Orange County

Orlando police demonstrate policing techniques for dealing with crowds, resisting arrest

ORLANDO, Fla. — After a week of demonstrations over the murder of George Floyd, Orlando police demonstrated some of the techniques they use while dealing with the crowds and in cases of resisting arrest.

“The first thing we try to do is control their actions, and that might be by controlling the torso first,” Sgt. David Haddock said.

He said the knee-on-neck position demonstrated in the last moments of Floyd’s life do not fit within the department’s training.

READ: George Floyd protests live updates: Hundreds continue to march in downtown Orlando

Haddock said getting a person’s actions under control can be done by putting hands on the shoulders or one hand on the shoulder and a hand on the waist to try and control torso movement. And if that doesn't work, he said officers can put a knee on the shoulder blade.

“Understand what is happening right here. It's along the spine, not on the spine and it’s on the shoulder blade, a meaty portion that can take some weight, and it’s not on the neck,” he said.

Another tactic Orlando police said they’ve used to control crowds is officers with bicycles. In body camera video after someone in the crowd launches a bottle with some chemical inside, officers in bicycle gear move the crowd back.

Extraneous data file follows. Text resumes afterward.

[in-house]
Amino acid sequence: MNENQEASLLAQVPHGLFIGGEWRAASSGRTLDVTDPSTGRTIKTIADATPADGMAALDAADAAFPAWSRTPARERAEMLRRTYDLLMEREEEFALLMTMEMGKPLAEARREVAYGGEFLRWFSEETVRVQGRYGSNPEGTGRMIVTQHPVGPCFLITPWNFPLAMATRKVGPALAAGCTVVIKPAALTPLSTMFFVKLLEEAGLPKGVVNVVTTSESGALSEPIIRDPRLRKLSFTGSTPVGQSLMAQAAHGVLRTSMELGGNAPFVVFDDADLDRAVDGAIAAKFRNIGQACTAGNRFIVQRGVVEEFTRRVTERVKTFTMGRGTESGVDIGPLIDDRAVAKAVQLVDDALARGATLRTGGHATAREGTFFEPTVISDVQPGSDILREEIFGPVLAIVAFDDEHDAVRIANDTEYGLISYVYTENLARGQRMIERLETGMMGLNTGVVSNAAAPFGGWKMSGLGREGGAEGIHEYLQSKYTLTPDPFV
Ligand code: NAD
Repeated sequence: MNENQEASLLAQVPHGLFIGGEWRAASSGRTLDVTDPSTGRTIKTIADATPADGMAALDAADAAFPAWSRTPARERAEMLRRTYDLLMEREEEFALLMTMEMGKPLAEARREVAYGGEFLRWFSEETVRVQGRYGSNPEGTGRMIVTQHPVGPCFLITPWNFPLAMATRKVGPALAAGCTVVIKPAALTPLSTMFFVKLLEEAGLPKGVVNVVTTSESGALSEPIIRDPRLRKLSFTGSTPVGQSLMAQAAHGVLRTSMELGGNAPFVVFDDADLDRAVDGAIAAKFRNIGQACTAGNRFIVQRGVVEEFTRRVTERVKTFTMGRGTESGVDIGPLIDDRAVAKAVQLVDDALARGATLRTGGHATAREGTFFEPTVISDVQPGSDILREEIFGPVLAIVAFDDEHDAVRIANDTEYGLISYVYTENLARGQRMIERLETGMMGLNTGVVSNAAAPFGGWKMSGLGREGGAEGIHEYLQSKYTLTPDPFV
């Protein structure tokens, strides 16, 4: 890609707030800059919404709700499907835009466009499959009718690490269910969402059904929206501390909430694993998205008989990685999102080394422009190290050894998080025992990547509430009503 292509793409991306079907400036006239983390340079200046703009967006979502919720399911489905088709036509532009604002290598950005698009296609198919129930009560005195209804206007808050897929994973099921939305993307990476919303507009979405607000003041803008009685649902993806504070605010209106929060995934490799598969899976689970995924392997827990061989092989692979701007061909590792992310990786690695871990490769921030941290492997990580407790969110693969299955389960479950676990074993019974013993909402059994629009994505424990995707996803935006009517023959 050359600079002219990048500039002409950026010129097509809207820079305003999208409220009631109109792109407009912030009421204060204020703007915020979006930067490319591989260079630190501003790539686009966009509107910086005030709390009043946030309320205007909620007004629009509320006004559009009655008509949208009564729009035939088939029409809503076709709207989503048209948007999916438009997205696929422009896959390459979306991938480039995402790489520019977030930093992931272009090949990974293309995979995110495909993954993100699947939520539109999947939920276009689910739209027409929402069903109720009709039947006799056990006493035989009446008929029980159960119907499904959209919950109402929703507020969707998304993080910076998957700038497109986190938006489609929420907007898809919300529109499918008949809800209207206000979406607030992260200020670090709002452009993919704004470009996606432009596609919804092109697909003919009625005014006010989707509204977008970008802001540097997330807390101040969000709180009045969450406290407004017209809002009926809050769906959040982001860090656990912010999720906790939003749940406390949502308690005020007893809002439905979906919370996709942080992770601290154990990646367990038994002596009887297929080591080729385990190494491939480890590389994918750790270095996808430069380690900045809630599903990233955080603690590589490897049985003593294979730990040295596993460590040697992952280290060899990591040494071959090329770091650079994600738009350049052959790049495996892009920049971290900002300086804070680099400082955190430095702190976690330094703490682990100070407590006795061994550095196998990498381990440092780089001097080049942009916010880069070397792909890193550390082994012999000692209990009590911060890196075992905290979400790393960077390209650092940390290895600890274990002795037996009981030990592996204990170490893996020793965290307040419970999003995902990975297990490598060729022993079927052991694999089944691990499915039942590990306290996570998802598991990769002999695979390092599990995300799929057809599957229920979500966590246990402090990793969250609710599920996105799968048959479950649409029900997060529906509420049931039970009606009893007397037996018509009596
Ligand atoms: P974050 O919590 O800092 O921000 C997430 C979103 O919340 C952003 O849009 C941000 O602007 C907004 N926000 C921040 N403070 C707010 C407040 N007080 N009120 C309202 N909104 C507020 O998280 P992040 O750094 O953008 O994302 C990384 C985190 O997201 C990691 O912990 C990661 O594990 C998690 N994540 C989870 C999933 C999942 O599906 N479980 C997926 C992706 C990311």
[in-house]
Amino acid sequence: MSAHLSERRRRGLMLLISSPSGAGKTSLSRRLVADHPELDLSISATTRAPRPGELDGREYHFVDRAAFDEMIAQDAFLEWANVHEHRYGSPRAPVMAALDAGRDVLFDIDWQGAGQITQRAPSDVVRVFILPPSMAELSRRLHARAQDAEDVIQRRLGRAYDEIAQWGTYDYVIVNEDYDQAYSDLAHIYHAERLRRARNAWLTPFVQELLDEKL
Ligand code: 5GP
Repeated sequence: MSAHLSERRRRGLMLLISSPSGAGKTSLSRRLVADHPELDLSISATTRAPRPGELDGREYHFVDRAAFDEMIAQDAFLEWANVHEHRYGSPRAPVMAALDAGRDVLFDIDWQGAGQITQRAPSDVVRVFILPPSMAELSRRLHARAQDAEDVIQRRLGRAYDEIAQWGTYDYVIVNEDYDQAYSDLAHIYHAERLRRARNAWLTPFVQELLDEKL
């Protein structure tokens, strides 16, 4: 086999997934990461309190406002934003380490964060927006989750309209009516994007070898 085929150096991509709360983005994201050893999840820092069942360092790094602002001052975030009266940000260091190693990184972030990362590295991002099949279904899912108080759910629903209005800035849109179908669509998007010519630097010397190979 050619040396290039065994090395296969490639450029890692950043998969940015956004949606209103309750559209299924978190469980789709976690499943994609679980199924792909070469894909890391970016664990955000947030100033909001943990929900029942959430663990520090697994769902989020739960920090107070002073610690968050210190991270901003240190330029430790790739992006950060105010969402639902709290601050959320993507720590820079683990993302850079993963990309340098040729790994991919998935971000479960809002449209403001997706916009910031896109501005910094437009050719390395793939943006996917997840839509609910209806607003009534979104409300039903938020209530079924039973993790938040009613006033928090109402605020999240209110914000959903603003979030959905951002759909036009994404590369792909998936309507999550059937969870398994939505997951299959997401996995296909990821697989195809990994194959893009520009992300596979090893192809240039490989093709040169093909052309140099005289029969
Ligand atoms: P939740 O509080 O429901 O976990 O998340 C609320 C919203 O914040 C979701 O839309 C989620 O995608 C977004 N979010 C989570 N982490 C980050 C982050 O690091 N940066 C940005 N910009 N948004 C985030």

READ: Deputies, police take extra precautions this weekend in Daytona Beach amid protests, events postponed

Capt. Rich Lane said they have used bicycles for over 30 years in the city.

“Bicycles are no different than if you see an orange cone, a barricade, a police car, a person, a traffic control device,” Lane said.

Lane, who is in charge of the crowd management team at OPD, said in his 14 years, they have never used tear gas until this week.

Lane said officers’ actions are dictated by what the actions are of the demonstrators and that tear gas is usually used when objects start to be thrown at officers.

Jeff Levkulich

Jeff Levkulich,

Jeff Levkulich joined the Eyewitness News team as a reporter in June 2015.

Sarah Wilson

Sarah Wilson,

Sarah Wilson joined WFTV Channel 9 in 2018 as a digital producer after working as an award-winning newspaper reporter for nearly a decade in various communities across Central Florida.